Ecuador's President says Chevron needs to abide by court ruling
BY TAOS TURNER
BUENOS AIRES--Ecuadorean President Rafael Correa said that Chevron Corp. needs to abide by a court order requiring it to pay $19 billion to indigenous groups after it lost a suit involving environmental-damage claims in Ecuador.
Mr. Correa's comments come after an Argentine judge last month froze Chevron's assets in Argentina until the Ecuadorean damage award is paid in full.
In his ruling, the Argentine judge cited a treaty that both Argentina and Ecuador are signatories to, which calls for judges in one country to help uphold court rulings in another.
Chevron doesn't have significant assets in Ecuador, so the plaintiffs have been trying to seize its assets in other countries to enforce settlement on the judgment.
Mr. Correa, who is in Argentina for a state visit, said in a local television interview Tuesday that he would discuss the Chevron case in a meeting with Argentine President Cristina Kirchner.
"One of ways that Chevron tries to deligitamize its loss to the Amazonian peoples is for the Ecuadorean government to get involved in the case," Mr. Correa said. "We haven't gotten involved. But, of course, we're going to support our citizens and try to ensure that the court ruling is complied with."
The judicial embargo applies to 100% of Chevron Argentina's dividends, 40% of its oil sales to Argentine refineries and 40% of the money the company has or may eventually have in local banks, among other assets.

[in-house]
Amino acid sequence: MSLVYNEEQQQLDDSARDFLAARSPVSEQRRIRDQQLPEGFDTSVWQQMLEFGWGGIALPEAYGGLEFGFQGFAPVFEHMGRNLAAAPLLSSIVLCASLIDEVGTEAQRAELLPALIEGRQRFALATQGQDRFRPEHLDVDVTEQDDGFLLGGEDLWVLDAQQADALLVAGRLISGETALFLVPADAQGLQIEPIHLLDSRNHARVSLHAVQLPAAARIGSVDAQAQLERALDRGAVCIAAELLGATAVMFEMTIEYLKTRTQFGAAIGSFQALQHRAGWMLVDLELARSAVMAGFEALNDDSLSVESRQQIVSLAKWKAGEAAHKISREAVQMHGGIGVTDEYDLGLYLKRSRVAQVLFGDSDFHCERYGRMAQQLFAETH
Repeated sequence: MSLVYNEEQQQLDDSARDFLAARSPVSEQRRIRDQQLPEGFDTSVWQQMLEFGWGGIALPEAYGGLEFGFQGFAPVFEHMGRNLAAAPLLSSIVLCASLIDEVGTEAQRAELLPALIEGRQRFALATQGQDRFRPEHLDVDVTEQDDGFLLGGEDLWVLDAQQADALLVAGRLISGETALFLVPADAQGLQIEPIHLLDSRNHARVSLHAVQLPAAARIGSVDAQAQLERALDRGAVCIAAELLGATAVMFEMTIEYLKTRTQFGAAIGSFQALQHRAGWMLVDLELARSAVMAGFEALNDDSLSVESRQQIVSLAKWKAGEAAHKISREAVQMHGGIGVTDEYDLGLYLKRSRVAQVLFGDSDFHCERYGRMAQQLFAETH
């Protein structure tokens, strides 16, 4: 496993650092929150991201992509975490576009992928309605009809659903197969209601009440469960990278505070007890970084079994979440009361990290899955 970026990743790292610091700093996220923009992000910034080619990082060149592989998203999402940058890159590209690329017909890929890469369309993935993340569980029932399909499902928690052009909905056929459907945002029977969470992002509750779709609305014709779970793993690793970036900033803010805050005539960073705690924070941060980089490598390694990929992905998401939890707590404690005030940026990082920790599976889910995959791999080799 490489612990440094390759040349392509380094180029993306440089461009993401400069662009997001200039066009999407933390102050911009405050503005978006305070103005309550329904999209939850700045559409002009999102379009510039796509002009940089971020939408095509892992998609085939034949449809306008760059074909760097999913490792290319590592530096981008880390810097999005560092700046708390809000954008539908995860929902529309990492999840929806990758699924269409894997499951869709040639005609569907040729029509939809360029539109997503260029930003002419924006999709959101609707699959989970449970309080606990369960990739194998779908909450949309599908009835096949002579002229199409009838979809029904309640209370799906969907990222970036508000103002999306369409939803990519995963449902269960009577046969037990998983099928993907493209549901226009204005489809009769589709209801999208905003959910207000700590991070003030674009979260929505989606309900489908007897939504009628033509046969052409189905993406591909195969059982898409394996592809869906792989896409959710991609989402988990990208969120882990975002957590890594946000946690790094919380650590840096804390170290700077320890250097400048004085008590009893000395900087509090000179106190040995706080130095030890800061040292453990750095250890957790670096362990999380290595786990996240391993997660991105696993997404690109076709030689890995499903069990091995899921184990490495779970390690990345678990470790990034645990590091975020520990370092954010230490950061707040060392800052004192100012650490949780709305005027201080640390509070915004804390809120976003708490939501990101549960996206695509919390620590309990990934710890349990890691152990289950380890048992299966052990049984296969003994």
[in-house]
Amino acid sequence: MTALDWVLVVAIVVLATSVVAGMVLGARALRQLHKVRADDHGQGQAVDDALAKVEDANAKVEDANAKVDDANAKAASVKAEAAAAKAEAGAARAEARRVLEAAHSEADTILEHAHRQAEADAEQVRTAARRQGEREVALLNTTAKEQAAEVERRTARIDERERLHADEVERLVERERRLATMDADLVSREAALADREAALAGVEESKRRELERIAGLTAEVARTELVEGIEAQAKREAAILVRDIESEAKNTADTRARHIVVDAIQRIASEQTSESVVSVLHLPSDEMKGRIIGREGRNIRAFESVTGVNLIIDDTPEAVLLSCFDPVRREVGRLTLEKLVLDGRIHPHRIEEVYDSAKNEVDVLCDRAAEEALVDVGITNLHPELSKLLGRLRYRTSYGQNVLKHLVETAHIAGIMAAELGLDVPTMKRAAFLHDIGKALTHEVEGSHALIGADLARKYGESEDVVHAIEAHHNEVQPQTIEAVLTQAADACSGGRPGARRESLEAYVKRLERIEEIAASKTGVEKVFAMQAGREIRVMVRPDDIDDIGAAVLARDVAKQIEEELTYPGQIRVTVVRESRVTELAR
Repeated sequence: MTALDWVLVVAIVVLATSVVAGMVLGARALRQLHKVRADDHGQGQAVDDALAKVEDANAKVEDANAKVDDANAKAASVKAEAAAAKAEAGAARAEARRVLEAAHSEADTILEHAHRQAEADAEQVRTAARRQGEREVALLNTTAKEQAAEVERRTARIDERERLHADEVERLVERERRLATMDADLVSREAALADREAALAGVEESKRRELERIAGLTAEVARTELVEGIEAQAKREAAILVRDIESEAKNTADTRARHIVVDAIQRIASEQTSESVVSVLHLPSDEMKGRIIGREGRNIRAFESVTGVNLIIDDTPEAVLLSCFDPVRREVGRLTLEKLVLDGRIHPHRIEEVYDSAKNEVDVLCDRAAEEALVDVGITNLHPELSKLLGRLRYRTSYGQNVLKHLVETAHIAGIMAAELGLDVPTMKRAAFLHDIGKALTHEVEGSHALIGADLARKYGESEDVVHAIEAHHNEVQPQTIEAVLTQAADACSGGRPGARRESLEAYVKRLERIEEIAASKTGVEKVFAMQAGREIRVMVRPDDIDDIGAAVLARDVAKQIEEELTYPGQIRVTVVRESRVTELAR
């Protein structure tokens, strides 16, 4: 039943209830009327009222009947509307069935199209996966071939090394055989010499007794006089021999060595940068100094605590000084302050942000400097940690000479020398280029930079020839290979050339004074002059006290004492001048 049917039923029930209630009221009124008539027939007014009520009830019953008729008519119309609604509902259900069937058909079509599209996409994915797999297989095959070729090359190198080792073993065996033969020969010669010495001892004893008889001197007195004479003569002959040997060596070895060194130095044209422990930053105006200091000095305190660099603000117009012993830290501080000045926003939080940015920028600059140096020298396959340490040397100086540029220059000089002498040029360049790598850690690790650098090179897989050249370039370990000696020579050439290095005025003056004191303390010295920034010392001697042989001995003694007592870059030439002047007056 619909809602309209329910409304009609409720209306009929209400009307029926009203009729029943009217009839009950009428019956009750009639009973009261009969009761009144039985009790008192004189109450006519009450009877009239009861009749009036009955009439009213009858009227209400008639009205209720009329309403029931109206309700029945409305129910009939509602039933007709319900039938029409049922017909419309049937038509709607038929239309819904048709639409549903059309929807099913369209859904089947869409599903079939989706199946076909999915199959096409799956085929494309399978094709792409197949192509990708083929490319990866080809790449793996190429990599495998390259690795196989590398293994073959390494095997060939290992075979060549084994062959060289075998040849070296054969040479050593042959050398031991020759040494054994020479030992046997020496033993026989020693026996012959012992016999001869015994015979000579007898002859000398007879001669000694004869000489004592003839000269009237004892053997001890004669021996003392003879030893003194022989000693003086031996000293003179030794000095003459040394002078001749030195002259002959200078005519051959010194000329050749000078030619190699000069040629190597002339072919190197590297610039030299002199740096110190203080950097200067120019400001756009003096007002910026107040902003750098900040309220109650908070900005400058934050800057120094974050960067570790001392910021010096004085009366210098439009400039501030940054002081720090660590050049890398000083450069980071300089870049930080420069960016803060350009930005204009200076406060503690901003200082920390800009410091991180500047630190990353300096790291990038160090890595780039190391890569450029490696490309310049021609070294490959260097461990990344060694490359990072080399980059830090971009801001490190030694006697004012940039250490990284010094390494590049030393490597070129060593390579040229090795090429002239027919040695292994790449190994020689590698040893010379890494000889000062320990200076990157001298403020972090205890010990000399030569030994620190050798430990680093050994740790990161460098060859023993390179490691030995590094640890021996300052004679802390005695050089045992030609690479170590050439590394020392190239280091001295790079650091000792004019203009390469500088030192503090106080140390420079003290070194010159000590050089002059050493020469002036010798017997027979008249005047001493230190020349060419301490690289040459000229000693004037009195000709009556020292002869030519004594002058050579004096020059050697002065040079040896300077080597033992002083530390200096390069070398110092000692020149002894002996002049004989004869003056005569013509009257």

In a full-page ad placed in Argentina's leading newspapers, Chevron Argentina said last week the claims against the company have no legal foundation and that the freezing of its assets will have broader consequences for the entire country.
"The judicial embargo compromises Chevron's capacity to operate and reinvest given that the order affects more than 90% of its income through crude sales," the company said.
Chevron has said the original court ruling in Ecuador was the result of massive fraud and cannot be enforced.
Mr. Correa defended the legitimacy of Ecuadorean courts: "When you have a ruling against private capital, they always try to avoid abiding by the order or say there are corrupt judges involved. When it's in favor of private capital, they want it to be applied immediately."
The case in Argentina comes at a bad time for Argentina's state oil company, YPF SA, which is courting Chevron to help it develop massive unconventional oil and gas resources.
The development is the latest in an almost 20-year legal dispute over claims that Texaco Inc., which Chevron bought in 2001, contaminated parts of Ecuador's Amazon region.
Luis Yanza, an Ecuadorean who represents indigenous and mestizo groups in the Amazon region, said Texaco's alleged pollution of the area has directly affected 30,000 people, resulting in part to higher cancer rates and other health problems.
Dow Jones Newswires